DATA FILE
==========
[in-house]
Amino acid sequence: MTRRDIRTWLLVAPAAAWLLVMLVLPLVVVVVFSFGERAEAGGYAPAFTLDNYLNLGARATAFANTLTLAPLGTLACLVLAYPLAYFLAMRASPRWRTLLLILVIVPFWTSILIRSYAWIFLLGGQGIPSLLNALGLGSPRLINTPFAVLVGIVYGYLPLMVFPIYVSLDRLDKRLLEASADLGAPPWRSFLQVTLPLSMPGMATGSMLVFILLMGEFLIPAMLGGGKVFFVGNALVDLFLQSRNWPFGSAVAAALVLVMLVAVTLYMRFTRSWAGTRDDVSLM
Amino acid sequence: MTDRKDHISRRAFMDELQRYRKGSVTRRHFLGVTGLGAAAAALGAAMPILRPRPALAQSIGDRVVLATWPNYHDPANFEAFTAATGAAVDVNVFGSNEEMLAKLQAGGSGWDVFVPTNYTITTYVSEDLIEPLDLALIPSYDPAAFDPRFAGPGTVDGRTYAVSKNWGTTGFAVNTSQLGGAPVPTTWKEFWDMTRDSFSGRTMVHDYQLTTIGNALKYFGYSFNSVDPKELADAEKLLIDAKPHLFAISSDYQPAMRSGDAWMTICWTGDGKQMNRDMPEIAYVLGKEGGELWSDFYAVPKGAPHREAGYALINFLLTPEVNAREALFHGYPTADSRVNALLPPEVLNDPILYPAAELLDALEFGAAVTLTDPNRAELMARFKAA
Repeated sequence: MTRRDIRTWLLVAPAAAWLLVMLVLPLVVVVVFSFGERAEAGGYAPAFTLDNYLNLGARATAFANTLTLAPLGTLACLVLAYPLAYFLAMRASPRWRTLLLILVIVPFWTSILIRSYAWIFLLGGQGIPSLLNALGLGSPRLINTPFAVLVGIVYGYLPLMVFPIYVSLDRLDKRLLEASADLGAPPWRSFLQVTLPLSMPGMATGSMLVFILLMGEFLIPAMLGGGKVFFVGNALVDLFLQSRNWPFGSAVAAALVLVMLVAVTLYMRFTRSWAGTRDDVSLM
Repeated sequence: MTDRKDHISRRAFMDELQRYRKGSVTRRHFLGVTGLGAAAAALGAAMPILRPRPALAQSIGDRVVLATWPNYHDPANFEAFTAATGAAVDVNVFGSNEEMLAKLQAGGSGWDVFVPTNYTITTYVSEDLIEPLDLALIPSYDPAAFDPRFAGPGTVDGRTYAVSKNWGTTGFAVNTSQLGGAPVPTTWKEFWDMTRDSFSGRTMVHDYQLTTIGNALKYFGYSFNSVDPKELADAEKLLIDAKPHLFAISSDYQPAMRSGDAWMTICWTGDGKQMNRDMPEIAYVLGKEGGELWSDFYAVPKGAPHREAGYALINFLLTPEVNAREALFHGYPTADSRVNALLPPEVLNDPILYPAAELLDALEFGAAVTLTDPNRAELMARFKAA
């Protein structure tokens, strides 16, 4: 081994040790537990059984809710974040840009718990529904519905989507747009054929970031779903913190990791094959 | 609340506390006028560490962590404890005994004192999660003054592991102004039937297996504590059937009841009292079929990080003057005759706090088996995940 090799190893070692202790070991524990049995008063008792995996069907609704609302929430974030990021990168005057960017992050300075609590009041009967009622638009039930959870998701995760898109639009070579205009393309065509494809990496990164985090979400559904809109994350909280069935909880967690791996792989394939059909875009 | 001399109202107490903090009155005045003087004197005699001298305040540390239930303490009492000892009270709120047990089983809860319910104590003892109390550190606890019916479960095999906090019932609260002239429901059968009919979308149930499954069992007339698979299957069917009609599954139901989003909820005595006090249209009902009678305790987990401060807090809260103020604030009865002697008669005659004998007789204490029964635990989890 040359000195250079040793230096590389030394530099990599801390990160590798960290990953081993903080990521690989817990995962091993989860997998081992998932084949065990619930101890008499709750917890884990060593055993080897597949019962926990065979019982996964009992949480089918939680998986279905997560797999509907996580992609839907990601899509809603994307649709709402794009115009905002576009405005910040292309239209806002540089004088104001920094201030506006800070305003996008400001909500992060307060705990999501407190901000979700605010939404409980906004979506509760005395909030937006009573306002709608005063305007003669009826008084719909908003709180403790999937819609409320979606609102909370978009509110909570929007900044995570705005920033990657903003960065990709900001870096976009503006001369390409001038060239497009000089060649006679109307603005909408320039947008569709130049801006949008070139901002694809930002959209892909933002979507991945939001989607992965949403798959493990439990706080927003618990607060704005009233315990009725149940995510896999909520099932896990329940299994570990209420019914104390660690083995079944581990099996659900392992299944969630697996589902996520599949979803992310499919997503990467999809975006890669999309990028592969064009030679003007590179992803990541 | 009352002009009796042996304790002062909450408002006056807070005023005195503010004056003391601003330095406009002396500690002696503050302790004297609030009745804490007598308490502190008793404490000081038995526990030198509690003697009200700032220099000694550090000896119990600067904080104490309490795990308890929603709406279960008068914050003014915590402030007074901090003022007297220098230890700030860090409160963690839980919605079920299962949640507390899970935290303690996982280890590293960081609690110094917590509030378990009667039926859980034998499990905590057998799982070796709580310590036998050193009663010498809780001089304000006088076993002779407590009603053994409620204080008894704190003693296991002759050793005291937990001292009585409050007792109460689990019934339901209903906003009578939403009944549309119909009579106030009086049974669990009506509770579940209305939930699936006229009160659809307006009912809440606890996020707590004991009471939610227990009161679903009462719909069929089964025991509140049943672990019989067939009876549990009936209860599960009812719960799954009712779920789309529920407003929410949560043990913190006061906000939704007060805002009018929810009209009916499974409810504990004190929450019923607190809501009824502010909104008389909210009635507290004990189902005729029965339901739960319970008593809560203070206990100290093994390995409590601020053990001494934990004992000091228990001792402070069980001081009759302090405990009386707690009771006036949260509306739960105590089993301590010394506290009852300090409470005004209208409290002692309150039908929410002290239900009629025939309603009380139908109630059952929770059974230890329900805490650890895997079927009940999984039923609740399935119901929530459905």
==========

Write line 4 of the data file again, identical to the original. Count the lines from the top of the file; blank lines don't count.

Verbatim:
Repeated sequence: MTRRDIRTWLLVAPAAAWLLVMLVLPLVVVVVFSFGERAEAGGYAPAFTLDNYLNLGARATAFANTLTLAPLGTLACLVLAYPLAYFLAMRASPRWRTLLLILVIVPFWTSILIRSYAWIFLLGGQGIPSLLNALGLGSPRLINTPFAVLVGIVYGYLPLMVFPIYVSLDRLDKRLLEASADLGAPPWRSFLQVTLPLSMPGMATGSMLVFILLMGEFLIPAMLGGGKVFFVGNALVDLFLQSRNWPFGSAVAAALVLVMLVAVTLYMRFTRSWAGTRDDVSLM